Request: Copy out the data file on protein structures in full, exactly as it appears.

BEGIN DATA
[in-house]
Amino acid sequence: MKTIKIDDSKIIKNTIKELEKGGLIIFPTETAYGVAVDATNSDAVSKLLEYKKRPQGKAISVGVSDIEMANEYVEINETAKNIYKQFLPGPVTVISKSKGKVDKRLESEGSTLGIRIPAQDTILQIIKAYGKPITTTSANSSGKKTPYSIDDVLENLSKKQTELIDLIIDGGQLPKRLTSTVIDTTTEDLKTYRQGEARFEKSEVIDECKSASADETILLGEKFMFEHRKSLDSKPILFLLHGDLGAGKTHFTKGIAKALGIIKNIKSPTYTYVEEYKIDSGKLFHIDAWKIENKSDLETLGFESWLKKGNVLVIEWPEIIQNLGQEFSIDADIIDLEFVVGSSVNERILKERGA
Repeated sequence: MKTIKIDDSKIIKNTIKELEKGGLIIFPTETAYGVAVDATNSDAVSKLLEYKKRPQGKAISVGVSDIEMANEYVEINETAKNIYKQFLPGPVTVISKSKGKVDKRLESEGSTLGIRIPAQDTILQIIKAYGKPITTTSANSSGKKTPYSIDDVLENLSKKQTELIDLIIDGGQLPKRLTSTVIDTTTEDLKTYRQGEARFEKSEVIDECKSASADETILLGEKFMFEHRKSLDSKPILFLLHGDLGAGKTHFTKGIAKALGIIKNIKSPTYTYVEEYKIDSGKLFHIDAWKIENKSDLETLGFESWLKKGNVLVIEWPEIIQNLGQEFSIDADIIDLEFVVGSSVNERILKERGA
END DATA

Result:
[in-house]
Amino acid sequence: MKTIKIDDSKIIKNTIKELEKGGLIIFPTETAYGVAVDATNSDAVSKLLEYKKRPQGKAISVGVSDIEMANEYVEINETAKNIYKQFLPGPVTVISKSKGKVDKRLESEGSTLGIRIPAQDTILQIIKAYGKPITTTSANSSGKKTPYSIDDVLENLSKKQTELIDLIIDGGQLPKRLTSTVIDTTTEDLKTYRQGEARFEKSEVIDECKSASADETILLGEKFMFEHRKSLDSKPILFLLHGDLGAGKTHFTKGIAKALGIIKNIKSPTYTYVEEYKIDSGKLFHIDAWKIENKSDLETLGFESWLKKGNVLVIEWPEIIQNLGQEFSIDADIIDLEFVVGSSVNERILKERGA
Repeated sequence: MKTIKIDDSKIIKNTIKELEKGGLIIFPTETAYGVAVDATNSDAVSKLLEYKKRPQGKAISVGVSDIEMANEYVEINETAKNIYKQFLPGPVTVISKSKGKVDKRLESEGSTLGIRIPAQDTILQIIKAYGKPITTTSANSSGKKTPYSIDDVLENLSKKQTELIDLIIDGGQLPKRLTSTVIDTTTEDLKTYRQGEARFEKSEVIDECKSASADETILLGEKFMFEHRKSLDSKPILFLLHGDLGAGKTHFTKGIAKALGIIKNIKSPTYTYVEEYKIDSGKLFHIDAWKIENKSDLETLGFESWLKKGNVLVIEWPEIIQNLGQEFSIDADIIDLEFVVGSSVNERILKERGA